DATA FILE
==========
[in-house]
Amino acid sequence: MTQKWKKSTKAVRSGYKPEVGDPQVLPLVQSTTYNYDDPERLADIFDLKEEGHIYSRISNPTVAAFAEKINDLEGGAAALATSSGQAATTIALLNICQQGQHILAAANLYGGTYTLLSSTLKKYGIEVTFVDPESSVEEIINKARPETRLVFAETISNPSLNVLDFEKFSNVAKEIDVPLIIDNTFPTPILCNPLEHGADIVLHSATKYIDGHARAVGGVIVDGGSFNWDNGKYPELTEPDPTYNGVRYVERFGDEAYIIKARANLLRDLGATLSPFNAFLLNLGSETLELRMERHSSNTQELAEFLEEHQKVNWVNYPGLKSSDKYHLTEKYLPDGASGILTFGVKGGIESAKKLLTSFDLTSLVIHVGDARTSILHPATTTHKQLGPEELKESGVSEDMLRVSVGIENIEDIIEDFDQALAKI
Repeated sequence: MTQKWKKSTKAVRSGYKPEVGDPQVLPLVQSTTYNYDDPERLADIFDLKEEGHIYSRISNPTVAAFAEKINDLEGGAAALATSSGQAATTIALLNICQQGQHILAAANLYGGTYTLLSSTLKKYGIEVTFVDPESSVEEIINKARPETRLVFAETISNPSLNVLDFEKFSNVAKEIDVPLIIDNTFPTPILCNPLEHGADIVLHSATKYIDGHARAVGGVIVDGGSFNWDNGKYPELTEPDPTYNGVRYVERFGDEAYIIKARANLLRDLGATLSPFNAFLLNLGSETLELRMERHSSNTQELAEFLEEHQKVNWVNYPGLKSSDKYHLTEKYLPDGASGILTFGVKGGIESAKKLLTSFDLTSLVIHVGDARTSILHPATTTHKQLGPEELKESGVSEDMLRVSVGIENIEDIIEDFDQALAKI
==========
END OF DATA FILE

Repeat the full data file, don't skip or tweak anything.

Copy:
[in-house]
Amino acid sequence: MTQKWKKSTKAVRSGYKPEVGDPQVLPLVQSTTYNYDDPERLADIFDLKEEGHIYSRISNPTVAAFAEKINDLEGGAAALATSSGQAATTIALLNICQQGQHILAAANLYGGTYTLLSSTLKKYGIEVTFVDPESSVEEIINKARPETRLVFAETISNPSLNVLDFEKFSNVAKEIDVPLIIDNTFPTPILCNPLEHGADIVLHSATKYIDGHARAVGGVIVDGGSFNWDNGKYPELTEPDPTYNGVRYVERFGDEAYIIKARANLLRDLGATLSPFNAFLLNLGSETLELRMERHSSNTQELAEFLEEHQKVNWVNYPGLKSSDKYHLTEKYLPDGASGILTFGVKGGIESAKKLLTSFDLTSLVIHVGDARTSILHPATTTHKQLGPEELKESGVSEDMLRVSVGIENIEDIIEDFDQALAKI
Repeated sequence: MTQKWKKSTKAVRSGYKPEVGDPQVLPLVQSTTYNYDDPERLADIFDLKEEGHIYSRISNPTVAAFAEKINDLEGGAAALATSSGQAATTIALLNICQQGQHILAAANLYGGTYTLLSSTLKKYGIEVTFVDPESSVEEIINKARPETRLVFAETISNPSLNVLDFEKFSNVAKEIDVPLIIDNTFPTPILCNPLEHGADIVLHSATKYIDGHARAVGGVIVDGGSFNWDNGKYPELTEPDPTYNGVRYVERFGDEAYIIKARANLLRDLGATLSPFNAFLLNLGSETLELRMERHSSNTQELAEFLEEHQKVNWVNYPGLKSSDKYHLTEKYLPDGASGILTFGVKGGIESAKKLLTSFDLTSLVIHVGDARTSILHPATTTHKQLGPEELKESGVSEDMLRVSVGIENIEDIIEDFDQALAKI